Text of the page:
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Oracle Announces Microsoft and Salesforce Partnerships?

You have all recently seen a bevy of cloud partnership announcements from Oracle.  That of course produced a flurry of stories about it, some more informative than others.

So what do we make of this?  Oracle announces strategic partnerships with two fierce competitors, both of whom offer a range of products that compete directly with various Oracle products.  Oracle’s CEO has publicly trounced Salesforce a number of times.  No love has been lost here.  Are cats and dogs living together? I suspect the answer is no.

Confluence of Interest

Any partnership comes from a confluence of interest.  Rather than go into too much detail, let me give you the easy version:

  • Oracle loves it’s database. They want it to be used everywhere.
  • Oracle wants it’s database to remain viable even in a SaaS world.  The upcoming release of 12C with their version of SaaS db’s is one approach but I think they realize that’s a partial multi-tenancy option at best.
  • Oracle also wants it’s other traditional on-premise software offerings to remain relevant in a cloud world.
  • Oracle has been having trouble breaking into the cloud. They have cloud offerings but they aren’t at the top of the heap.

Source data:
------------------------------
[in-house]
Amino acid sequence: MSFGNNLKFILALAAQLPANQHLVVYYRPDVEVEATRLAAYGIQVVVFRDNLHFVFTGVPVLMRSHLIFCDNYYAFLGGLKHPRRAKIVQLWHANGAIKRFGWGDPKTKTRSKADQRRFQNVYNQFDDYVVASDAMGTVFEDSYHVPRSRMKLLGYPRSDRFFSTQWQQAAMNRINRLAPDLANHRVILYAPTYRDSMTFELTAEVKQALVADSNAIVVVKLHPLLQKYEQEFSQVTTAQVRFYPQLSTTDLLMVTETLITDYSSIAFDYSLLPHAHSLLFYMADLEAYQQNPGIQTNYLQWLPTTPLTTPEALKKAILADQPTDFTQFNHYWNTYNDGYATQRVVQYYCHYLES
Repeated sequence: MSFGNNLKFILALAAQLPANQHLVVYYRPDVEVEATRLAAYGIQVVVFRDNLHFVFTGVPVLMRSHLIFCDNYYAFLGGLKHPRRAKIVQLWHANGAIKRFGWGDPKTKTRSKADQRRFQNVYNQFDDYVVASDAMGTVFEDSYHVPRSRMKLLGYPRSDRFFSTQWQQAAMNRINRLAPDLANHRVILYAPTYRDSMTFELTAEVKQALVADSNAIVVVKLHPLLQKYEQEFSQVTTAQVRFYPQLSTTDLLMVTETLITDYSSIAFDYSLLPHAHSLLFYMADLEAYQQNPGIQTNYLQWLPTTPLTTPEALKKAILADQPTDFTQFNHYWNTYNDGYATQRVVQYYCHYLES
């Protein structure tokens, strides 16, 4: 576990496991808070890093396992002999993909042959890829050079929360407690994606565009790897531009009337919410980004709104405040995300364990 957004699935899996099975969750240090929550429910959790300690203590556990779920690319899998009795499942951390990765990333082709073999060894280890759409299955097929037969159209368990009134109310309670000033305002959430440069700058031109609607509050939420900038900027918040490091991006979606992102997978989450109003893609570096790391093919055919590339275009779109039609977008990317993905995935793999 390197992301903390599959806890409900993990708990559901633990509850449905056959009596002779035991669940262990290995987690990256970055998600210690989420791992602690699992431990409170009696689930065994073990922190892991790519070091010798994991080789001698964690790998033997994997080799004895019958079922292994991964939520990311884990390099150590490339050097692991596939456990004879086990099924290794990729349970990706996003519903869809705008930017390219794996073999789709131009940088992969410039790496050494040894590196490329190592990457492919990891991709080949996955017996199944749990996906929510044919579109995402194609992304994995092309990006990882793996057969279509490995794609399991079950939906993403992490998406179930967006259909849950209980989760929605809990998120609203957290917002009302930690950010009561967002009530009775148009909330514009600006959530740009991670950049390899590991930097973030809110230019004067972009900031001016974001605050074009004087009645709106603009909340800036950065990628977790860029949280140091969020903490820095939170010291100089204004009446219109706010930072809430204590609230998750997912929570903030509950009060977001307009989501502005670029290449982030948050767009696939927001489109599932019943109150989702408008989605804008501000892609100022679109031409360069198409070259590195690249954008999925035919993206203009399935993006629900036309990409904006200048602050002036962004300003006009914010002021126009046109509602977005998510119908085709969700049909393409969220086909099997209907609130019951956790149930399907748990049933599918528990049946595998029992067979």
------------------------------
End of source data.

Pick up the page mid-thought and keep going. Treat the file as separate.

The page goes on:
• Microsoft has had great success with Office 365 and Azure but it’s growth is limited to the Windows only world
  • Microsoft wants to own as much cloud services as possible so everyone can pay monthly fees.  (That’s a nice trackable revenue stream)
  • Salesforce wants everyone and everything to connect to it’s Sales and Services clouds.
  • Oracles probably doesn’t want to tick off a huge Oracle db customer in Salesforce
  • Salesforce wants Larry to stop bad mouthing them in public (OK, they may not really care about this part)
  • Salesforce wants to get a great deal on database and hardware

Now what happens you put all of the above together?  You guessed it, strategic partnerships.  It makes sense for Oracle  and Salesforce as well as Oracle and Microsoft to form these partnerships.  Both sides benefit.  Where one side seems to benefit more, I suspect there are some big discounts, kickbacks, or other offers involved.

One nice quote from the CRN article:

“We will be announcing technology partnerships with the most important, the largest and most important SaaS companies and infrastructure companies in the cloud,” Ellison said on the earnings call. “And they will be using our technology, committing to our technology for years to come. That’s how important we are doing 12c. We think 12c will be the foundation of a modern cloud where you get multitenant applications with a high degree of security and a high degree of efficiency, you at least have to sacrifice one for the other.

Now sing database, database, database  (to the tune of location, location, location)

What to Make of Oracle and Microsoft’s Agreement?

Basically, Oracle gets to run their database and software on Azure.  It will be supported.  Microsoft gets to have Oracle Linux as an OS option so they can capture hosted apps that don’t live in the Windows stack. Here’s a quote from Microsoft: